Since this was the first time Emily and I built something to light up a VFD (vacuum fluorescent display) we expected things to go wrong. Given this expectation, I wanted to be able to easily and rapidly iterate through different VFD patterns to pin down problems. I didn’t want to reflash the PIC every time I wanted to change a pattern, so the PIC driver code was written to accept new patterns over I2C. Almost anything can send the byte sequences necessary — Arduino, ESP32, Pi, etc — but what was handy that day was a Raspberry Pi 3 previously configured as backup Sawppy brain.
The ability to write short Python scripts to send different bit patterns turned out to be very helpful when tracking down an errant pin shorted to ground. It was much faster to edit a Python file over SSH and rerun it than it was to reflash the PIC every time. And since we’ve got it working this far, we’ll continue with this system for the following reasons:
- The established project priority is to stay with what we’ve already got working, not get sidetracked by potential improvements.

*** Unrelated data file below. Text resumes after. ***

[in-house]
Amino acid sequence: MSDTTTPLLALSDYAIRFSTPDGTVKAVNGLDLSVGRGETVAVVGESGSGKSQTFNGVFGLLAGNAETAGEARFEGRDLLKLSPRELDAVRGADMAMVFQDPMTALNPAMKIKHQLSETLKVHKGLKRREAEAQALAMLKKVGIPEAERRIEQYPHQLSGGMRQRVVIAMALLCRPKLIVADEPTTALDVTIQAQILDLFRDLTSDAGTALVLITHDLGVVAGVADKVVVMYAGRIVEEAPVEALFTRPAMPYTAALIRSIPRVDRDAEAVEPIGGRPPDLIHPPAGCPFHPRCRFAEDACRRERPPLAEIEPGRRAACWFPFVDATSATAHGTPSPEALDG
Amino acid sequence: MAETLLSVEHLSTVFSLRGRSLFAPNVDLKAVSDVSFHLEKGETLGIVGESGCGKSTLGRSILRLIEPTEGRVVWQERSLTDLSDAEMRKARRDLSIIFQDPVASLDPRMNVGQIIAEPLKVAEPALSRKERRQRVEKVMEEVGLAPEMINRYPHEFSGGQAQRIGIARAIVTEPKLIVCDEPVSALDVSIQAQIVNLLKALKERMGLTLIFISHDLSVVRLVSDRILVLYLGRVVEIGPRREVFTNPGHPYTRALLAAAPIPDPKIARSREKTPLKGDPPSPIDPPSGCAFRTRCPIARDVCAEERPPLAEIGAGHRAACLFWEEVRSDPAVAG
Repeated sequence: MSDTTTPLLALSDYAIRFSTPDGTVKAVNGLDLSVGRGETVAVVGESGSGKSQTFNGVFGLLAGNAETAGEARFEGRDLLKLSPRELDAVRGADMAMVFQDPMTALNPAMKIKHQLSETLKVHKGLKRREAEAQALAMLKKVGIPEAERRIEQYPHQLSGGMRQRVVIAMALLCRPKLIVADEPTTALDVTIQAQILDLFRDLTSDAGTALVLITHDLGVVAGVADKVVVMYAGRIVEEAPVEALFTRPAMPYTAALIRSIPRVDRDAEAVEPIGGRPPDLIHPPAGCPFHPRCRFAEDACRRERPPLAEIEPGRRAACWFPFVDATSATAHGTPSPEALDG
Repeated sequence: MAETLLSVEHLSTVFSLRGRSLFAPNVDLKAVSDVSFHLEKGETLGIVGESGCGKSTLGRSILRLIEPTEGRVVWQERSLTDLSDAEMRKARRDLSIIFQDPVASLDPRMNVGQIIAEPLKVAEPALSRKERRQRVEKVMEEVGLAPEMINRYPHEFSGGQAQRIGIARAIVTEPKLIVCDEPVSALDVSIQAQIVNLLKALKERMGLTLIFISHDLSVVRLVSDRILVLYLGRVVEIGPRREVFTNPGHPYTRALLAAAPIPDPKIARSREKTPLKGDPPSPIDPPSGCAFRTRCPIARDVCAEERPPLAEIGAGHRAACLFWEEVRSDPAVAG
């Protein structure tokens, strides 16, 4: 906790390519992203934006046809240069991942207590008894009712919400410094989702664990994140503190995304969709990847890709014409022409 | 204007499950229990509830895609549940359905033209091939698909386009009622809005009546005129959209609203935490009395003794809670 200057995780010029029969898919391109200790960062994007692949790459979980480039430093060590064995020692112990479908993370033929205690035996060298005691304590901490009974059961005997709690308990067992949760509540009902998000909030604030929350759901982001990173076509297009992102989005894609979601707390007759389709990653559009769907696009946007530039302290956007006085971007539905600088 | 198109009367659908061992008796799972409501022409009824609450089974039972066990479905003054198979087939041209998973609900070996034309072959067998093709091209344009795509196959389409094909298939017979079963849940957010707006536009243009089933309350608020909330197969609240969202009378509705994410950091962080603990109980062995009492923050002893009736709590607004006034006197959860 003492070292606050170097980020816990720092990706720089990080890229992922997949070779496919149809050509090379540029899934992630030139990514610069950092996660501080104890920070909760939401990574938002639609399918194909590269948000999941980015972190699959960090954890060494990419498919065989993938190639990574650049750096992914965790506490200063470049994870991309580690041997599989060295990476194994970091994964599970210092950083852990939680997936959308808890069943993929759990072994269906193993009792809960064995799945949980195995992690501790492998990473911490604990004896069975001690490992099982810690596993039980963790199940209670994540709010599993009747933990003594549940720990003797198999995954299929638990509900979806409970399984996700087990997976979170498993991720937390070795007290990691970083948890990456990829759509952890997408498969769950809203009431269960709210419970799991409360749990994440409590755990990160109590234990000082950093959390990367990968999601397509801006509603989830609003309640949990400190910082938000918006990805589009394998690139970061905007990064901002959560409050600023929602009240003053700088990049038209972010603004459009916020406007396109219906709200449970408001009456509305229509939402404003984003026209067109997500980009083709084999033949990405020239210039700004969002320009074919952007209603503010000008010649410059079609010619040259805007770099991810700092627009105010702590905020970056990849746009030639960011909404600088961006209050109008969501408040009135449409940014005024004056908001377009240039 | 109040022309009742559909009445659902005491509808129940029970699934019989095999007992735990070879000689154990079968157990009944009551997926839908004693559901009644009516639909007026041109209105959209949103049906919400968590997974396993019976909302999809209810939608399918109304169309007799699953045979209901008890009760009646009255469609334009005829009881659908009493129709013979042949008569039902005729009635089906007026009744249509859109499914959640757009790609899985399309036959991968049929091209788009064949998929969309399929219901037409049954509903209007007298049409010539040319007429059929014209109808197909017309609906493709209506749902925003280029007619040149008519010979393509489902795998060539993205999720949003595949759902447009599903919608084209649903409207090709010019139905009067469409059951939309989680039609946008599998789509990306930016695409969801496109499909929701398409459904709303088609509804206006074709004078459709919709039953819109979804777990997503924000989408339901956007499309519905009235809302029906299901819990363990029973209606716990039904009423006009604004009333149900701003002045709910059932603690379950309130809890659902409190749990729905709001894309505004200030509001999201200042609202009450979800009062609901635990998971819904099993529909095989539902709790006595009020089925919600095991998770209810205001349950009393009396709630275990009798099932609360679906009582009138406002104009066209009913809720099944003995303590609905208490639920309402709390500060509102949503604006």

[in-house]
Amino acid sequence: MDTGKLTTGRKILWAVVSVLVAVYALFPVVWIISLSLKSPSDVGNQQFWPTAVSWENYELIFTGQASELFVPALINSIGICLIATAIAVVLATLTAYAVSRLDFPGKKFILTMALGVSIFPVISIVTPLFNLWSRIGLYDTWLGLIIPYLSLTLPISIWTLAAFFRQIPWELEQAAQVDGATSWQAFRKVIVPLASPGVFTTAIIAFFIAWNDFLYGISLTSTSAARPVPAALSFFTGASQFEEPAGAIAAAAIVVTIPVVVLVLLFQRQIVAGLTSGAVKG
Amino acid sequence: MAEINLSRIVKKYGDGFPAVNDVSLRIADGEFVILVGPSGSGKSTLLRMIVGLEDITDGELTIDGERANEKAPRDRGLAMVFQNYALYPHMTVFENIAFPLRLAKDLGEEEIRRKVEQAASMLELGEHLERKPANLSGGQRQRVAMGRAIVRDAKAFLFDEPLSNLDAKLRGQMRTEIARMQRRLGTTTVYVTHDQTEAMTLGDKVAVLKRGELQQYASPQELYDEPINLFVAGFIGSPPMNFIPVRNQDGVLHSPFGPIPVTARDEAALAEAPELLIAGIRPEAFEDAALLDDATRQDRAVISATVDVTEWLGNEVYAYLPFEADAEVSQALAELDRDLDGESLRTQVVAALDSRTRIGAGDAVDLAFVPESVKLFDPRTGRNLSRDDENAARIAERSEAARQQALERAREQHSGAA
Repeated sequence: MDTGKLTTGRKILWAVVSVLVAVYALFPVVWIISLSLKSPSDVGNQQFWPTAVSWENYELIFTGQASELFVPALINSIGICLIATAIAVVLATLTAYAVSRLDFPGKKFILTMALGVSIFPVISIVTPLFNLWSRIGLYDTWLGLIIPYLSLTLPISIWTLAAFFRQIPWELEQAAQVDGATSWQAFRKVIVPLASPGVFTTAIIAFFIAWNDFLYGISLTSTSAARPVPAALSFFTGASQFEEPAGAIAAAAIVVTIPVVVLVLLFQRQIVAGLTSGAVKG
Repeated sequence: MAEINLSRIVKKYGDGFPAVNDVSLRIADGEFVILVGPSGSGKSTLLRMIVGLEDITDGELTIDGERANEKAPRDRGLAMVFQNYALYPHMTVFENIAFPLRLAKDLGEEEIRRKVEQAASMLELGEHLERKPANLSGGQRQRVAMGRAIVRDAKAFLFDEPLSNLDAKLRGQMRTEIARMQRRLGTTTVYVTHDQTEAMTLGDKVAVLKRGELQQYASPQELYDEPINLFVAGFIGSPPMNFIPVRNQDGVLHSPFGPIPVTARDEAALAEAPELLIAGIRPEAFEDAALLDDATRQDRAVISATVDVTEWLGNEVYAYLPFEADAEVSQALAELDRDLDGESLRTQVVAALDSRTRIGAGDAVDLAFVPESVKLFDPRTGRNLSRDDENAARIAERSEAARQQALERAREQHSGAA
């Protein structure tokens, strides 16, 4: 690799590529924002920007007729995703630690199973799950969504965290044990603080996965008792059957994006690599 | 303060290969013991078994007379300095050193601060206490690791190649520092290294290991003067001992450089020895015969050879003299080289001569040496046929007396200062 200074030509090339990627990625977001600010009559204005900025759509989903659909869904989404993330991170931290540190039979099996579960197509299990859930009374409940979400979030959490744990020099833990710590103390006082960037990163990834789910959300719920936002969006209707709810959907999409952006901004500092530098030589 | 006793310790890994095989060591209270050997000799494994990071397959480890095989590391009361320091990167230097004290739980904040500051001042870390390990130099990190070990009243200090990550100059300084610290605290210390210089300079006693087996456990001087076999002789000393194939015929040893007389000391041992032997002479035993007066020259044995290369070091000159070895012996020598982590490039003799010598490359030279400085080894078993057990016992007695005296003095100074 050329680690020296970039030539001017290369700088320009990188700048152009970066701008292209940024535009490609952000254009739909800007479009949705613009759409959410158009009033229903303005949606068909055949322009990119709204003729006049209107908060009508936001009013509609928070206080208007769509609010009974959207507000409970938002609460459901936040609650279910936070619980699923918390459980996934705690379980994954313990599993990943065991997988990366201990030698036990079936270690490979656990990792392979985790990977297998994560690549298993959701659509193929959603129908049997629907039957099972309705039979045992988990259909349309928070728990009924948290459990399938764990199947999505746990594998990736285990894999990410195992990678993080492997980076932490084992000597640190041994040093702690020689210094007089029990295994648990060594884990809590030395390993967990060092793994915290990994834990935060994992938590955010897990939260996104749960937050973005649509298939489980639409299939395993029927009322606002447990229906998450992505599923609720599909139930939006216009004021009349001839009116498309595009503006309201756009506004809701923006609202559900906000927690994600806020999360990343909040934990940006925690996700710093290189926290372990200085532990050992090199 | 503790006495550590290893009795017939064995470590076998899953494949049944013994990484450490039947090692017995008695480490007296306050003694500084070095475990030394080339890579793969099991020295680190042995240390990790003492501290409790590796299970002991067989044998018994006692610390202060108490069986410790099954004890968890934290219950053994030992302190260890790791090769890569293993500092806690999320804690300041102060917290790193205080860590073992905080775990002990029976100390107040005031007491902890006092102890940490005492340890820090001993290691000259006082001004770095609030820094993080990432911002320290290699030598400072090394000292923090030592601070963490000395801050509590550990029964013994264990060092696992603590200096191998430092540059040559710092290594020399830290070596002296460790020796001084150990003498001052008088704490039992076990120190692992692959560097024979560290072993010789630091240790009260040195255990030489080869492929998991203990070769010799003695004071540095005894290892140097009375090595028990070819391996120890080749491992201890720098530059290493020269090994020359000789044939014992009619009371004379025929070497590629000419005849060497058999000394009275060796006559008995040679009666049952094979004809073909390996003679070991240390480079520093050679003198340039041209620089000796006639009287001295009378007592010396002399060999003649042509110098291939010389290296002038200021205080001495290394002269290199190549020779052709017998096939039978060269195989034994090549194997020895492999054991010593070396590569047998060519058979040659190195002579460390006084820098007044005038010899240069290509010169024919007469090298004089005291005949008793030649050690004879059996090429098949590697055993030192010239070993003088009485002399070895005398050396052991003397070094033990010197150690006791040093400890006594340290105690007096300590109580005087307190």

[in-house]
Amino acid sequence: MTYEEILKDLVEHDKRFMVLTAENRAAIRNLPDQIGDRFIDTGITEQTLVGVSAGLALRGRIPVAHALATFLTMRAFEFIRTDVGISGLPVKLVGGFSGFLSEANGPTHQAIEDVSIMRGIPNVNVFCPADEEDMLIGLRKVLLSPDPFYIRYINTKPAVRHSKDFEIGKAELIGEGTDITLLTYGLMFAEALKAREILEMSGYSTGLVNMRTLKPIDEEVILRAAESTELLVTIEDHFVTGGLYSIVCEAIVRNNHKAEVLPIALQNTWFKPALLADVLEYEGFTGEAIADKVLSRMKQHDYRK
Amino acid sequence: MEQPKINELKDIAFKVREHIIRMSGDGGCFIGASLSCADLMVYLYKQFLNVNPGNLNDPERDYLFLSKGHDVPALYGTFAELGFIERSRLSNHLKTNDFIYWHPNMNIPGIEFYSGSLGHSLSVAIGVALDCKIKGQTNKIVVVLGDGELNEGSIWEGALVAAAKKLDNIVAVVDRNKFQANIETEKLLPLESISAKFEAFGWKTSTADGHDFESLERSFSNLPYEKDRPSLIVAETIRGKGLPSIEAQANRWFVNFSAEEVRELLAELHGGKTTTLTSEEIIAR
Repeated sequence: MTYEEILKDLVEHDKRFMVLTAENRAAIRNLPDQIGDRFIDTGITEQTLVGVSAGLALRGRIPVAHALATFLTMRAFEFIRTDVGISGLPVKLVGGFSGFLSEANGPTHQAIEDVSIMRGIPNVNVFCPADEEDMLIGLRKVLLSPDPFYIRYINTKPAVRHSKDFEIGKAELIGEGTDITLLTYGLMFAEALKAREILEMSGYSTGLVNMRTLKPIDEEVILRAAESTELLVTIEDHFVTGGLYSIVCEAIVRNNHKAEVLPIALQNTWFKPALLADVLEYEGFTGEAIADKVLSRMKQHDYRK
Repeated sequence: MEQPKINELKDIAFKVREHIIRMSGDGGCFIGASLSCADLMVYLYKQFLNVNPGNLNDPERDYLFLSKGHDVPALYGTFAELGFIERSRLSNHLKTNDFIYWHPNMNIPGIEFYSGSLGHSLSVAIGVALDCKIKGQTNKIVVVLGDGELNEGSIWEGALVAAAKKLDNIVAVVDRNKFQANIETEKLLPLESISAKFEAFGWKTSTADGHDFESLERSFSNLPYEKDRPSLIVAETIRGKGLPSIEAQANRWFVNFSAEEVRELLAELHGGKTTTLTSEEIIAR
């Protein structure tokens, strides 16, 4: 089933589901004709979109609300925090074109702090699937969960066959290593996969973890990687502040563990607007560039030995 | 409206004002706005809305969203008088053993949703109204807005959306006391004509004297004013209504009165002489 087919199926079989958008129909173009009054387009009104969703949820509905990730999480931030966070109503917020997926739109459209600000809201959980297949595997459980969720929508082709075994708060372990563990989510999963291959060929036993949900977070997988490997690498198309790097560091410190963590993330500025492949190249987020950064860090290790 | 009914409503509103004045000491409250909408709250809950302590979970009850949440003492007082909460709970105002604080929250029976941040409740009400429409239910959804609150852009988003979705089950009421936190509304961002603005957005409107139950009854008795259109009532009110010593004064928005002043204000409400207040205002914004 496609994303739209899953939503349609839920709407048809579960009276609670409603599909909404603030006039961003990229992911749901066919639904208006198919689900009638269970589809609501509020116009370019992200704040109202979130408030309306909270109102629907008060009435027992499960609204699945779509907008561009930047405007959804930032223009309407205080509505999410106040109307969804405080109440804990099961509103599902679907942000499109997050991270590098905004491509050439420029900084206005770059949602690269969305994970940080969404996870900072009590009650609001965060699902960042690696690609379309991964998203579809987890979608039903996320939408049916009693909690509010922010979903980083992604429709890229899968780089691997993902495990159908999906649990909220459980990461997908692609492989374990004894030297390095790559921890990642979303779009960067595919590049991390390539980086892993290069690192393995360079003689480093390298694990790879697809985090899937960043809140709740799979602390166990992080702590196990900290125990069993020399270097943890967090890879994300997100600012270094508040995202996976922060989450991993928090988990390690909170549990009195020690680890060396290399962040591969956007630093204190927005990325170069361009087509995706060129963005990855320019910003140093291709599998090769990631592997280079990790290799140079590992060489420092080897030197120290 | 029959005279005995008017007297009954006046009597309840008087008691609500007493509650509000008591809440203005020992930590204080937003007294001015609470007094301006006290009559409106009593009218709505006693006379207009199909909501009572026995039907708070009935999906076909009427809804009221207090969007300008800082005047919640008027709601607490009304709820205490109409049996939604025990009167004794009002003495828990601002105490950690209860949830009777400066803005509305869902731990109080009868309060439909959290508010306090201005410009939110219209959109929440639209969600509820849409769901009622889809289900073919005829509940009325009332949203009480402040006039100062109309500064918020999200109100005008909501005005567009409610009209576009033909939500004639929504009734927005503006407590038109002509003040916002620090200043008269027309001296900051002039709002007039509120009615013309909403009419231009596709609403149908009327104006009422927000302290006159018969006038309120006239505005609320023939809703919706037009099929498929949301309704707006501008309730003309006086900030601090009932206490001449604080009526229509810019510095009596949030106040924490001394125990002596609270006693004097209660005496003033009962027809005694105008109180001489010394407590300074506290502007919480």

- Emily already had a Raspberry Pi Zero that could be deployed for the task. Underpowered for many tasks, a Pi Zero would have no problem with something this simple.
- A Raspberry Pi Zero is a very limited platform and a bit of a pain to develop on, but fortunately the common architecture across all Raspberry Pi implies we can do all our work on a Raspberry Pi 3 like we’ve been doing. Once done, we can transfer the microSD into a Raspberry Pi Zero and everything will work. Does that theory translate to practice? We’ll find out!
- We’ve all read of Raspberry Pi corrupting their microSD storage in fixed installations like this, where it’s impossible to guarantee the Pi will be gracefully shut down before power is disconnected. But how bad is this problem, really? At Maker Faire we talked to a few people who claimed the risk is overblown. What better way to find out than to test it ourselves?
On paper it seems like a Death Clock could be completely implemented in a PIC. But that requires extensive modification of our PIC code for doubious gain. Yeah, a Raspberry Pi is overkill, but it’s what we already have working, and there are some interesting things to learn by doing so. Stay the course and full steam ahead!